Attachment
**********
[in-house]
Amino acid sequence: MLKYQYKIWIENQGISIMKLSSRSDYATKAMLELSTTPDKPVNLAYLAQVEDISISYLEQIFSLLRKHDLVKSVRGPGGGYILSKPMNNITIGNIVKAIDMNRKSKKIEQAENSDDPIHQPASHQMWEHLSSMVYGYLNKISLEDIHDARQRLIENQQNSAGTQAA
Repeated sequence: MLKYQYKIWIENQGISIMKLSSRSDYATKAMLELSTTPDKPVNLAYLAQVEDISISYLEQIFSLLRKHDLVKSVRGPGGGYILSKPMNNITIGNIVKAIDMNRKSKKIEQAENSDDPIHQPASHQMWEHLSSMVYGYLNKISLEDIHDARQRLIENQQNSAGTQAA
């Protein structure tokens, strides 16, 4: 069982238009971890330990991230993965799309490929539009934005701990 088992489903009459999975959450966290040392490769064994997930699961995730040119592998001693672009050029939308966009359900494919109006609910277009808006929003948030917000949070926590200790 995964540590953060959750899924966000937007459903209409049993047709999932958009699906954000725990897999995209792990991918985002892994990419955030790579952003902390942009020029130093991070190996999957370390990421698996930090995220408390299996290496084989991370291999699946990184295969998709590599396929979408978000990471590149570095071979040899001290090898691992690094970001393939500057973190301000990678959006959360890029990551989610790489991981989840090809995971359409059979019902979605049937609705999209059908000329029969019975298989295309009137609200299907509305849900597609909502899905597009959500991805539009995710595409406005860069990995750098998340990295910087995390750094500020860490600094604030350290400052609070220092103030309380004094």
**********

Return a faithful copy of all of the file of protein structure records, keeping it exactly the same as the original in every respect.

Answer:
[in-house]
Amino acid sequence: MLKYQYKIWIENQGISIMKLSSRSDYATKAMLELSTTPDKPVNLAYLAQVEDISISYLEQIFSLLRKHDLVKSVRGPGGGYILSKPMNNITIGNIVKAIDMNRKSKKIEQAENSDDPIHQPASHQMWEHLSSMVYGYLNKISLEDIHDARQRLIENQQNSAGTQAA
Repeated sequence: MLKYQYKIWIENQGISIMKLSSRSDYATKAMLELSTTPDKPVNLAYLAQVEDISISYLEQIFSLLRKHDLVKSVRGPGGGYILSKPMNNITIGNIVKAIDMNRKSKKIEQAENSDDPIHQPASHQMWEHLSSMVYGYLNKISLEDIHDARQRLIENQQNSAGTQAA
């Protein structure tokens, strides 16, 4: 069982238009971890330990991230993965799309490929539009934005701990 088992489903009459999975959450966290040392490769064994997930699961995730040119592998001693672009050029939308966009359900494919109006609910277009808006929003948030917000949070926590200790 995964540590953060959750899924966000937007459903209409049993047709999932958009699906954000725990897999995209792990991918985002892994990419955030790579952003902390942009020029130093991070190996999957370390990421698996930090995220408390299996290496084989991370291999699946990184295969998709590599396929979408978000990471590149570095071979040899001290090898691992690094970001393939500057973190301000990678959006959360890029990551989610790489991981989840090809995971359409059979019902979605049937609705999209059908000329029969019975298989295309009137609200299907509305849900597609909502899905597009959500991805539009995710595409406005860069990995750098998340990295910087995390750094500020860490600094604030350290400052609070220092103030309380004094």